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Garden Blog

Container Gardens

Maritime Northwest Native Plants Container

by Dawn W. Todd

If you have the time you can make a little piece of heaven anywhere in your yard. If you are short on time or yard, you can still have that heaven. All you need is a container and a few plants. A container (or a group of them) can separate spaces, take care of a problem spot where conditions make it hard to have a bed, or liven up a patio or yard for a special occasion. It’s a way for someone to garden who is not able to enjoy down-on-your-knees gardening.

The first thing you need to do is to think about where you will put the container. Will it be in full sun? Full shade? Morning sun only? You don’t know what to plant until you know where it’s going. Once you've figured that out, consider:

Container.

Almost any container can work. There might be an old wheelbarrow you never use, or a big old square-top yellow plastic bucket that soap came in. Punch holes in the bottom, and go all Andy Warhol. Pottery is awful heavy when it’s filled with soil, plants, and of course, water. My own spousal unit does not enjoy a day of hoisting while I stand by in a pretty puzzle trying to decide what looks best where. For that reason you might consider one of the good lightweight containers. Make sure it has drainage holes, and make sure there is somewhere for the water to run so it doesn’t damage your deck or patio.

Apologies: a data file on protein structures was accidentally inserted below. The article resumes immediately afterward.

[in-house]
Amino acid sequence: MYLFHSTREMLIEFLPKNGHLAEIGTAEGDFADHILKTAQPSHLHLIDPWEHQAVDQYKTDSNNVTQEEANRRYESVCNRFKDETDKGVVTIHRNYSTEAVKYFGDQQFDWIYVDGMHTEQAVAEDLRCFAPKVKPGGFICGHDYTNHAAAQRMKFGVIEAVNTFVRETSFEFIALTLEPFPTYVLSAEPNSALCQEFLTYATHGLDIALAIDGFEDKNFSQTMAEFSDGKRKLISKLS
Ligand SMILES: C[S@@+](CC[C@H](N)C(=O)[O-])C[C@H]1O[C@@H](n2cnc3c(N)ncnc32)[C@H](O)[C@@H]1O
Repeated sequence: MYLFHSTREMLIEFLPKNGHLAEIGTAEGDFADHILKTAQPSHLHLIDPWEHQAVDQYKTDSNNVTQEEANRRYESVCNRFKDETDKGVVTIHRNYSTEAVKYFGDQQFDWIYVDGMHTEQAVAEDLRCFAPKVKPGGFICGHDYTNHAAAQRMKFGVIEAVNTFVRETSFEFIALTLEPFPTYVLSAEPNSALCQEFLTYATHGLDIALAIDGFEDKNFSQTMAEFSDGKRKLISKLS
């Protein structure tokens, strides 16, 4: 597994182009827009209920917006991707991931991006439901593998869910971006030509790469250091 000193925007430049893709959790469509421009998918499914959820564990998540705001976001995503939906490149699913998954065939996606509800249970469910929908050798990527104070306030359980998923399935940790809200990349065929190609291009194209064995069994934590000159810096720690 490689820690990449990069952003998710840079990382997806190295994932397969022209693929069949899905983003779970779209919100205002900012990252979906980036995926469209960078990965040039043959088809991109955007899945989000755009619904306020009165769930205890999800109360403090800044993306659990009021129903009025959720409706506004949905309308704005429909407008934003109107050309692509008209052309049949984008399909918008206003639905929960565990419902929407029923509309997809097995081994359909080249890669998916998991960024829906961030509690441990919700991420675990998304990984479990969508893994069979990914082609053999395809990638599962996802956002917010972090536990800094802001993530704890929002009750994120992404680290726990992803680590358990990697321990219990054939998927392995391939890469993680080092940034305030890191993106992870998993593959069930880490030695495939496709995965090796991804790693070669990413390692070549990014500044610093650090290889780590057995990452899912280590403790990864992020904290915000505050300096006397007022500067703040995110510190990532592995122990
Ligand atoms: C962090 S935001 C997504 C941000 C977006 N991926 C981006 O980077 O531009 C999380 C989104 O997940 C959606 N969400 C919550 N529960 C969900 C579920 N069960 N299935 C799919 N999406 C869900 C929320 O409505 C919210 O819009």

Soil.

Get a good quality potting soil, and a good quality fertilizer. I would urge you to use organic any time you plant edibles. Organic fertilizer (vs. non-organic) is a good choice if for no other reason than that it’s more fool proof. You are less likely to over fertilize and burn your plants. Don’t use your own soil from a garden bed. It would be dense, and not appropriate for a container. Remember that the only nutrients available for your plants are the ones you put in the pot. You can replenish with fertilizer for a few years, then you must replace the soil. 

Plants.

Make sure that all the plants you select have similar light and water needs. A wetland Monkey flower might be happy with a juncus, but it won't be happy with a plant that likes to dry out real well between waterings. Then learn the designing mantra, “Thrill, fill, and spill.” Try to find a plant for each category. If you want several plants, you can add more than one “fill” or “spill” plant, but you probably won’t want more than one “thrill” plant. “Thrill” doesn’t have to mean bright flowers, either. It might just mean the tallest plant (think leaves with autumn color) or even willow branches with lights strung on them in winter.

Choose a viewpoint.

Arrange your plants so that the “thrill” is at the back if the container will be viewed from only one side or in the center if the container is to be viewed all around. “Fill” goes around the center plant, or in front of the tallest plant of a one-sided arrangement. “Spill” goes at the front edge, or all around the pot for a view-all-around container.

Design.